The Bulls clung to their slight edge and predictably, it was a roller-coaster ride for the remainder of the third quarter — between Robinson’s block of a James fast-break layup and Belinelli picking up his fifth foul on a bang-bang call, the audience went through a range of emotions — as the visitors stayed within close contact.

James’ shooting struggles continued, but partly due to Bosh’s strong work on the glass, the game was deadlocked at 70 all heading into the final stanza.

Miami took an early advantage in the fourth quarter behind contributions by the duo of James and Bosh, as well as the efforts of Andersen, whose high activity level inside was significant in equalizing the Bulls’ blend of size, length and athleticism.

Taj Gibson provided the Bulls with a lift off the bench, but it was still an uphill battle, as they still couldn’t quite close the gap as the game entered its stretch run, despite Boozer and Noah also assisting with the comeback effort.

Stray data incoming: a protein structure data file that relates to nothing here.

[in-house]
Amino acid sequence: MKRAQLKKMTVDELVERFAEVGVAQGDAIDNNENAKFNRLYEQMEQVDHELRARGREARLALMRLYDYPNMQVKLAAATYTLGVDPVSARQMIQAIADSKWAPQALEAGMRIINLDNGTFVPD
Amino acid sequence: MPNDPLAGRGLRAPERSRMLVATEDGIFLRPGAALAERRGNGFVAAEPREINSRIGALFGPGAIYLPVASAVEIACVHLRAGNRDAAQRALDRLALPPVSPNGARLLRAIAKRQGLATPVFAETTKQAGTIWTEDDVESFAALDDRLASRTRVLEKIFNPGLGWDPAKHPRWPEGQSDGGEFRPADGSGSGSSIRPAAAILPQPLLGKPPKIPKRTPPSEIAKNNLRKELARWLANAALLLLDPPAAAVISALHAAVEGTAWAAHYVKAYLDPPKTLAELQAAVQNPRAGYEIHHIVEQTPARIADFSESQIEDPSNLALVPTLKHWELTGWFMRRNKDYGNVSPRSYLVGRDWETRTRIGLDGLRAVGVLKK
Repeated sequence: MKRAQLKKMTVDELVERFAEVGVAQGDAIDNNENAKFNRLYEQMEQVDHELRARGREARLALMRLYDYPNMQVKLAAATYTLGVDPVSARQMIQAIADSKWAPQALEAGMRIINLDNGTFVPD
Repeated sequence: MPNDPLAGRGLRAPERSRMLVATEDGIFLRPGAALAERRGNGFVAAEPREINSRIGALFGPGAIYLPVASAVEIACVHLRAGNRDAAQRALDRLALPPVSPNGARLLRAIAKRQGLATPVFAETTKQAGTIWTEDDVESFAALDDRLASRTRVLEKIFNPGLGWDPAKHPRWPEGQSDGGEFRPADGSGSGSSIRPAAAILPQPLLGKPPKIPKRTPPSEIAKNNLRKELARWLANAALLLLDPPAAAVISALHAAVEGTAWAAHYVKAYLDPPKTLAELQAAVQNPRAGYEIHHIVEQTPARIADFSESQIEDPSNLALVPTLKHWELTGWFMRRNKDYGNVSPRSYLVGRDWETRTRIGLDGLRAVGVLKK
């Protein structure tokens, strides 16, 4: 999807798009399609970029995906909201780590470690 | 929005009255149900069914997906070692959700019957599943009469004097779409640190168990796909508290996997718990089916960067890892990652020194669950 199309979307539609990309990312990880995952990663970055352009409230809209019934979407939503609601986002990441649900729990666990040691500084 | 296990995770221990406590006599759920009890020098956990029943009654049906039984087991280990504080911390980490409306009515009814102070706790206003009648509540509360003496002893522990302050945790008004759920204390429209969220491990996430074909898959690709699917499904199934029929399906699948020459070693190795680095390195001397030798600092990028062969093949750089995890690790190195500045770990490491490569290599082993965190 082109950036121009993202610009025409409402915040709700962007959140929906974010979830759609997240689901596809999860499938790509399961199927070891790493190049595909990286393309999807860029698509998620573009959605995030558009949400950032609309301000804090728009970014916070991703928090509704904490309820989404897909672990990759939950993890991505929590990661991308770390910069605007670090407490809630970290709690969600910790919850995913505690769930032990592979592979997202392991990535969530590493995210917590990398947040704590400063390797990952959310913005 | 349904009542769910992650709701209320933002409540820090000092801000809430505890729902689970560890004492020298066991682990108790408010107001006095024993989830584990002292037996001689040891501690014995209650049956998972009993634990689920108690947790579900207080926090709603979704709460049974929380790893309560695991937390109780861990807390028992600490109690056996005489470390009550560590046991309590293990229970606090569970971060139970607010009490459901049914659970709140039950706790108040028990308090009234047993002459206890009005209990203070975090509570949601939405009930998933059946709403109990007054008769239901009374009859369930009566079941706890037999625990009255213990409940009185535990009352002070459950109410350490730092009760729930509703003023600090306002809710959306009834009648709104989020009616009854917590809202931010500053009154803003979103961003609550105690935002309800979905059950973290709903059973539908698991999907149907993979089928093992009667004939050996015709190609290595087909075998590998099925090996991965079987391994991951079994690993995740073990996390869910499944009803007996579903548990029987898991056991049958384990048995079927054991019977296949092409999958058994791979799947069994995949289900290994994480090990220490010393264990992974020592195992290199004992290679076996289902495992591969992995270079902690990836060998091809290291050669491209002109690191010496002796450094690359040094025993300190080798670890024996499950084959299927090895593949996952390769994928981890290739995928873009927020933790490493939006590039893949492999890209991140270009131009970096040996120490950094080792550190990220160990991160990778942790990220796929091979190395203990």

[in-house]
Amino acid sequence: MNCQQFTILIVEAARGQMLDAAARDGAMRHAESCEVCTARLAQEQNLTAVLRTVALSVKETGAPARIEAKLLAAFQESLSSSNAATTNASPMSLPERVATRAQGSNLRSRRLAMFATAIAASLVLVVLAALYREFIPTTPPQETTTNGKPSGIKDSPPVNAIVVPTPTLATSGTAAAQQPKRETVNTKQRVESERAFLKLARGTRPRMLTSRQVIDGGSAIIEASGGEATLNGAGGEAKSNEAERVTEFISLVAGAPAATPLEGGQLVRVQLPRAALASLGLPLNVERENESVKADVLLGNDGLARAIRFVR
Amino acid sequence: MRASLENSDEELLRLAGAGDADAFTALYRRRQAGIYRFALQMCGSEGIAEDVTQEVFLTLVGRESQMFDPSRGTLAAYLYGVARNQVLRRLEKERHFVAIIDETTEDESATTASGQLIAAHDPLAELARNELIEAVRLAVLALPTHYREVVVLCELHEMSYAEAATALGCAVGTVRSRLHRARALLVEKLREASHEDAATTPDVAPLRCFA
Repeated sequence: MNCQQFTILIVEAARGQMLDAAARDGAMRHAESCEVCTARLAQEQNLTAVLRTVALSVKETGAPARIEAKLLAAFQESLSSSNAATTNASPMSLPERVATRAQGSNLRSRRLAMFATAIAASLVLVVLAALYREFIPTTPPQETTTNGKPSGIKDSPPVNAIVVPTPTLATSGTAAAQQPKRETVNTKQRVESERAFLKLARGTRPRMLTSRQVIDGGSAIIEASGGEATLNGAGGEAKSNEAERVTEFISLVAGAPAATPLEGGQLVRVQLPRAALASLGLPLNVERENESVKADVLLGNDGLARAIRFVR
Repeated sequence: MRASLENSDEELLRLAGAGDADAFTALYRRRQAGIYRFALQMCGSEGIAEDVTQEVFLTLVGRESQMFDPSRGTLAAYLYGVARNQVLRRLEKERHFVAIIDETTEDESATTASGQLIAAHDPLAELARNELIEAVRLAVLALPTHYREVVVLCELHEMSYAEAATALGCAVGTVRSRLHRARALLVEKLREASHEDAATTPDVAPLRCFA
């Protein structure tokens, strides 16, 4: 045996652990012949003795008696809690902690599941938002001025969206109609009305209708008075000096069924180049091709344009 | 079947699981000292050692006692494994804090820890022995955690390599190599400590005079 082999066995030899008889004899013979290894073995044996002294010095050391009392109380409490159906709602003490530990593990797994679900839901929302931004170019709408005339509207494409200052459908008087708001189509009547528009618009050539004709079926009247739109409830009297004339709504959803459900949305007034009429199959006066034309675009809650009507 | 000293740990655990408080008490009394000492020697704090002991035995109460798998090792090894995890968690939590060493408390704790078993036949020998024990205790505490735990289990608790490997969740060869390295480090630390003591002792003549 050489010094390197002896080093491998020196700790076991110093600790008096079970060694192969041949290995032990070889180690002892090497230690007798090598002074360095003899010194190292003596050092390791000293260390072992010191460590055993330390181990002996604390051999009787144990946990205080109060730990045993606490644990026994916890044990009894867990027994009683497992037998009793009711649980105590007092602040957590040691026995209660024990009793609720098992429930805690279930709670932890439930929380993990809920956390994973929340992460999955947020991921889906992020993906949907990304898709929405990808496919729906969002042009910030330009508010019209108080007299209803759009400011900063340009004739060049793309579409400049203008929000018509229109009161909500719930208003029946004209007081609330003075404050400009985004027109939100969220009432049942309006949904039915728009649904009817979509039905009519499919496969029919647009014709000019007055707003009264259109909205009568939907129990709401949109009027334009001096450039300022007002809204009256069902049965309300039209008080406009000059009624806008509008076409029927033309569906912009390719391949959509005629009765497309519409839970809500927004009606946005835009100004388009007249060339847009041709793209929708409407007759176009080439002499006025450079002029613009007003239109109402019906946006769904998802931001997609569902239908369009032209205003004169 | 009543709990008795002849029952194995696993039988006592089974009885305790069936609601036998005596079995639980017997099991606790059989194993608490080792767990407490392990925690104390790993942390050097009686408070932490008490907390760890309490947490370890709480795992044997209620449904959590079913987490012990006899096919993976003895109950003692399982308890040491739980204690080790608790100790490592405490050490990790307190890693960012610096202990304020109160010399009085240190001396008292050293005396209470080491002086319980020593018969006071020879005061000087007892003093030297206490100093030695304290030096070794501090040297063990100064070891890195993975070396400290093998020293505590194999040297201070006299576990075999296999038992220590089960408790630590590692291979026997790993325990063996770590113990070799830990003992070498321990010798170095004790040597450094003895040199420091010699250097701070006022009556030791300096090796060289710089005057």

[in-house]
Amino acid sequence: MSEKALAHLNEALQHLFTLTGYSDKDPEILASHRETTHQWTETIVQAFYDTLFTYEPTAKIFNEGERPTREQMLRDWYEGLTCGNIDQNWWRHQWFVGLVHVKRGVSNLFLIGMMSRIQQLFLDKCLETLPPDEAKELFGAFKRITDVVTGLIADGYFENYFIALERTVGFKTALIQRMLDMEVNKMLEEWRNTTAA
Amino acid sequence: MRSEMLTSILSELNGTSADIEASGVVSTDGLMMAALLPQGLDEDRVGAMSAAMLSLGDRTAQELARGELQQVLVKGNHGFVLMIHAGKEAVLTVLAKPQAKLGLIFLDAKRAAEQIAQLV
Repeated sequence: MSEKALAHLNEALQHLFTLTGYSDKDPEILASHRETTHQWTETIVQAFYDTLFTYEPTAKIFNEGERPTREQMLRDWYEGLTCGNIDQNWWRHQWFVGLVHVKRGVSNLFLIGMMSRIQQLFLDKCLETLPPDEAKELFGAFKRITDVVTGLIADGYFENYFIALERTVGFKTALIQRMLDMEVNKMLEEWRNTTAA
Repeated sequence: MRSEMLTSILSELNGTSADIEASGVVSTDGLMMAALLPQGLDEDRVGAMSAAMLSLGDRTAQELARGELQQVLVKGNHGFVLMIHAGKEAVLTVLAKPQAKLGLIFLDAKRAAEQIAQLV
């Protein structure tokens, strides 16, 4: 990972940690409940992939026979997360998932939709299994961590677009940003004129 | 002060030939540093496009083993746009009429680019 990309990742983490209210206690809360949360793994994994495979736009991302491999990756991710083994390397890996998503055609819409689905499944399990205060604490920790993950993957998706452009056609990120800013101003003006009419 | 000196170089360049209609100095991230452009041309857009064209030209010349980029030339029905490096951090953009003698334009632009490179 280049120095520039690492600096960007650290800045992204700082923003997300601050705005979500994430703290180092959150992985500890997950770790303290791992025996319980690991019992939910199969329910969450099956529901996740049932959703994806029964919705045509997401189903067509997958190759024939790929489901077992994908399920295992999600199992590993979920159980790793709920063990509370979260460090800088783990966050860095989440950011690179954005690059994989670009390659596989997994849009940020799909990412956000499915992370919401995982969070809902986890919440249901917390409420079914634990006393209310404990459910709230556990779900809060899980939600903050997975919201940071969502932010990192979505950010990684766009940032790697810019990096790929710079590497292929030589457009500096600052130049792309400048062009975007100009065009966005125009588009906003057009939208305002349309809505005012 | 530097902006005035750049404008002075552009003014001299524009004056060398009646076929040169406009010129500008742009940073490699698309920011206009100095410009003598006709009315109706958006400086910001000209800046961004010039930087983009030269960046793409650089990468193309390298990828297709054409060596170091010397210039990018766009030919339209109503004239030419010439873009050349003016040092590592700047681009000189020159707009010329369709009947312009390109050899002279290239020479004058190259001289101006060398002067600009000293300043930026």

Following a triple by James, who had struggled with his shot all evening, to give the Heat a seven-point Heat lead, Boozer knocked down a baseline jumper to trim the gap, but Cole, who was in the midst of a quietly outstanding frame, hit a three to put the visitors up 96-88 with 1:48 left.

“He’s gained the confidence of everybody in our organization, all year. He’s been steadily getting better and he’s earning his minutes,” Miami head coach Erik Spoelstra said prophetically, after the Heat’s morning shootaround. “Our point-guard position is very important to us, more important to us this year probably in any other years.”

A James drive and three-point play with 1:23 remaining took the air out of the once-raucous building and while the Bulls continued to fight until the very end, the deficit was simply too much to overcome.